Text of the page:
I've occasionally wondered why dentists have never shown the same enthusiasm for lifestyle regulation as doctors. You never hear the dental equivalent of the British Medical Association calling for tax rises on sugary drinks and a ban on gobstoppers.
Cynical minds would say this is because dentists usually work in the private sector. While it often seems that doctors view patients as an unnecessary obstacle keeping them from the gold course, dentists could be forgiven for wanting the government to subsidise pork scratchings and boiled sweets.
Whatever the motives, dental patients have learnt not expect to expect the Spanish Inquisition (no one expects the Spanish Inquisition, etc.). But then along comes this idiot, and now Alex Deane at Big Brother Watch has told his tale of unit-counting at his dental surgery.
From Big Brother Watch:
Dentist: we haven’t got details of your alcohol intake.
Me: no, you haven’t.
Dentist: well, there’s a health form - we’ve got to have it!
Me: no, you don’t.
Dentist: well, what am I supposed to put in this space, then?
Me: you can put that I said it’s none of your business.
Dentist: Alex, you don’t seem to understand – this is to guard against oral cancer.
Nought to cancer in four questions!! Talk about bringing out the big guns. Needless to say, the exchange ended:
Me: I’ll take my chances
Dentist: (total disbelief) So I’ve got to put that you won’t tell me?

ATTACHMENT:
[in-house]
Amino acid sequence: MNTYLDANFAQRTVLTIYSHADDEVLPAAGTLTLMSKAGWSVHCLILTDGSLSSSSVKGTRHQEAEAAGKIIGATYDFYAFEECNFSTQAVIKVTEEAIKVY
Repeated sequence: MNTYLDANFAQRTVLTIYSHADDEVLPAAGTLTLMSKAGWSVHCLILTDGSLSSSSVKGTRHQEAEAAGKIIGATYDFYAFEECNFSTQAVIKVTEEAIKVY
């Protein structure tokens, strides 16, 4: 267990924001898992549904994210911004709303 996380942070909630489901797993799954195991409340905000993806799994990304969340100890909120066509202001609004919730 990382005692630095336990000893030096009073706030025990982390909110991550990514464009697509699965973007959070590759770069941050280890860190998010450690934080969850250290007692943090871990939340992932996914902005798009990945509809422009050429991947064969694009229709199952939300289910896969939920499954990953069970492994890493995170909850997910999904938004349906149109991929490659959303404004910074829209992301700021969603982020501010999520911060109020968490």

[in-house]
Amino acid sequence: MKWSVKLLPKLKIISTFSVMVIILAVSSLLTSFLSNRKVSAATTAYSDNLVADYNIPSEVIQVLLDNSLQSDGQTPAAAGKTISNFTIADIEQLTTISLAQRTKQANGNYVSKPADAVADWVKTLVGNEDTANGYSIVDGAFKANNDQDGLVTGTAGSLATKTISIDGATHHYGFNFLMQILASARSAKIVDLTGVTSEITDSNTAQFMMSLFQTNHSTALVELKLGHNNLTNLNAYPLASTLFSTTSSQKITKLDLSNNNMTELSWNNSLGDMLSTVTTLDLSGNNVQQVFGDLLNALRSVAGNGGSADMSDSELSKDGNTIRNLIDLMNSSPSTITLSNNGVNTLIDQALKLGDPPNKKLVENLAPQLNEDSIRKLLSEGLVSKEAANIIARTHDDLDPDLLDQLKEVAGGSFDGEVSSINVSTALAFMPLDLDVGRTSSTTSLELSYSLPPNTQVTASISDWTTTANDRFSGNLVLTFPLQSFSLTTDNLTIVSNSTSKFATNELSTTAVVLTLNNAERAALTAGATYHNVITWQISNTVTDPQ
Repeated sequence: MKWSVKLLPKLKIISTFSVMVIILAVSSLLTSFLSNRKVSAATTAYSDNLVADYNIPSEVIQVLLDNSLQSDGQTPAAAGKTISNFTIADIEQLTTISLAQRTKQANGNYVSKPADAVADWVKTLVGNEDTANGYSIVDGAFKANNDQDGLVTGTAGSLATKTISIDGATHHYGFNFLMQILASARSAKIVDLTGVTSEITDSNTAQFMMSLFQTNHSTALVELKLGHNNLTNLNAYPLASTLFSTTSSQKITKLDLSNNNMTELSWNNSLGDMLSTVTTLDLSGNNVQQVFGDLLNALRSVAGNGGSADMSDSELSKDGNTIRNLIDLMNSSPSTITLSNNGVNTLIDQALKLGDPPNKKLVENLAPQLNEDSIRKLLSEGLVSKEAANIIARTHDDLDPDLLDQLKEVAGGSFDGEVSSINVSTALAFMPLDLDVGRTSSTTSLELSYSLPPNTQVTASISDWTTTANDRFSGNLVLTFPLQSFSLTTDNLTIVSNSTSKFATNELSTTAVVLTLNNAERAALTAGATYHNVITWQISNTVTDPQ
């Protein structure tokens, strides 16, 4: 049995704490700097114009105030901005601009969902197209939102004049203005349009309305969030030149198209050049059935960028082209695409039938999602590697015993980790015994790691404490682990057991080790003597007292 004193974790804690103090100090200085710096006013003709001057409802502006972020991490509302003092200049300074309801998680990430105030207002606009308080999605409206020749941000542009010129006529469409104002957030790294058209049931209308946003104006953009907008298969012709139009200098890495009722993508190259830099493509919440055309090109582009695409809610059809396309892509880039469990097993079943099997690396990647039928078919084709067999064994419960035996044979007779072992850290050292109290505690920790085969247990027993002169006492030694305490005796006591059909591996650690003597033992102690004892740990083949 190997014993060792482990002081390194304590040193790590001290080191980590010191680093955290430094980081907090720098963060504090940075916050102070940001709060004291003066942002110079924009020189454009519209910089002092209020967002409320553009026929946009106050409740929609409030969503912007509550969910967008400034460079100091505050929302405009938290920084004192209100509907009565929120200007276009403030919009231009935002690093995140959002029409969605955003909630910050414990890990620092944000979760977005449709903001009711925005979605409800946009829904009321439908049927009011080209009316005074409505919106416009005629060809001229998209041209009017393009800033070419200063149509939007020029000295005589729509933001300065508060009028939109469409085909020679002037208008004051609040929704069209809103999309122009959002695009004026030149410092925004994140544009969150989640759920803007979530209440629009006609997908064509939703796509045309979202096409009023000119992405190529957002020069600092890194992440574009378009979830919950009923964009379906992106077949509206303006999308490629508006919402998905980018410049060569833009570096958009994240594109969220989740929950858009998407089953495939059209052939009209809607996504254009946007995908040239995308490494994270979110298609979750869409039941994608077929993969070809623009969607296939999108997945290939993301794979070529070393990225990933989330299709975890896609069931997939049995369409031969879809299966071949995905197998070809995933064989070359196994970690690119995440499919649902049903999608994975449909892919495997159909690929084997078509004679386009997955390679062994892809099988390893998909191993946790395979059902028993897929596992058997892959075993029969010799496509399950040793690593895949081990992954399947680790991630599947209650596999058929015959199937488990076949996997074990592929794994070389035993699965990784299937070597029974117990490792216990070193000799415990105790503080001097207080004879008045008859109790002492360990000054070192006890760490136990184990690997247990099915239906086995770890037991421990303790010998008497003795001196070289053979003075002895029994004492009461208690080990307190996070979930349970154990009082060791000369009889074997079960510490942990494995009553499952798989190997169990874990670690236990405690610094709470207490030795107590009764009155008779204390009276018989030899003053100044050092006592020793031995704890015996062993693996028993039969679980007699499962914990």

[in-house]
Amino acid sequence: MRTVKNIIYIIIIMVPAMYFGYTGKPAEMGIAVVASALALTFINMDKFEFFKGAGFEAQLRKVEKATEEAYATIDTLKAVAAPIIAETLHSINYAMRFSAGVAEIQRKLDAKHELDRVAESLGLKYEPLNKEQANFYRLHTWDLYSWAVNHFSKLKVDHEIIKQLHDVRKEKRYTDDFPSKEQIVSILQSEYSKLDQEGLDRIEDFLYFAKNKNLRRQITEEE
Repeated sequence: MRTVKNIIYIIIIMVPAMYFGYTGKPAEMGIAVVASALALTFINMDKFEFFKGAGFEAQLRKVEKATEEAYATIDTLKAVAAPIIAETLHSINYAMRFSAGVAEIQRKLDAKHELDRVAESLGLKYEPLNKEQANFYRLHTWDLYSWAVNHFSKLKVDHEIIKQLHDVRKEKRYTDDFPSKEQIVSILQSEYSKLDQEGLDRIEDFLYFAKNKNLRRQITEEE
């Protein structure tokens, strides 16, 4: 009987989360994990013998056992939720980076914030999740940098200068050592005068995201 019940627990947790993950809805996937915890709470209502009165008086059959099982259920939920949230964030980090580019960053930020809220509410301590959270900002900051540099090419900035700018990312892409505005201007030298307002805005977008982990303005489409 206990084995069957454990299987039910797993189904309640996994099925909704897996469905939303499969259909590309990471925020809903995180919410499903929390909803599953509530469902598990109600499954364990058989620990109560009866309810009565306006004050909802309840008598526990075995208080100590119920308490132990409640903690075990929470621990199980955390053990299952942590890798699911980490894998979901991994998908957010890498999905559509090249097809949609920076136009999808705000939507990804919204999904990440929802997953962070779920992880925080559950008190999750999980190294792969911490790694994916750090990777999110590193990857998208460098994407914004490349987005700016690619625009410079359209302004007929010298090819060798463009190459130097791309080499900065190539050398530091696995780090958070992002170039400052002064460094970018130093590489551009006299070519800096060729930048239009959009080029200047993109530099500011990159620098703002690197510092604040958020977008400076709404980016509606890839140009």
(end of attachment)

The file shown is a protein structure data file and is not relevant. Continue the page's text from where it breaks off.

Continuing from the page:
As it happens, my own dentist is a good friend of mine so I have been spared all of this. He knows exactly how much I've been drinking most weekends and any lectures from him would, in any case, be laughably hypocritical. He also tells me that in 12 years in practice, he has only ever diagnosed one case of oral cancer. (It is a fairly rare disease, claiming fewer than 2,000 lives in England and Wales last year.)
But Dick Puddlecote confirms that this line of questioning is now not only standard, but compulsory.
I had a similar experience a couple of months ago when moving to a different dental practice and signing in for a check up. In this case, I was given the form to fill in myself. I completed it but left the question on 'alcohol units per week' blank, assuming that it was optional. Having handed it to the receptionist and reseated myself to continue reading a riveting copy of OK magazine (yes, it was the only *cough* literature available, and yes, I was being sarcy), she called me back to point out that I had not answered all the questions.
"Oh, I didn't think that one was compulsory", said I, politely, to which she countered that she couldn't register me at the practice unless it was filled in. I just took the pen, placed a big fat zero in the box, handed it to her with a smile, and sat down again. The look I received was a mixture of disdain and anger. She knew the answer was untrue but - short of accusing me of being a liar in public - there was nothing she could do about it.
Unless you actually like being lectured, what better way to deal with intrusive questions from the state?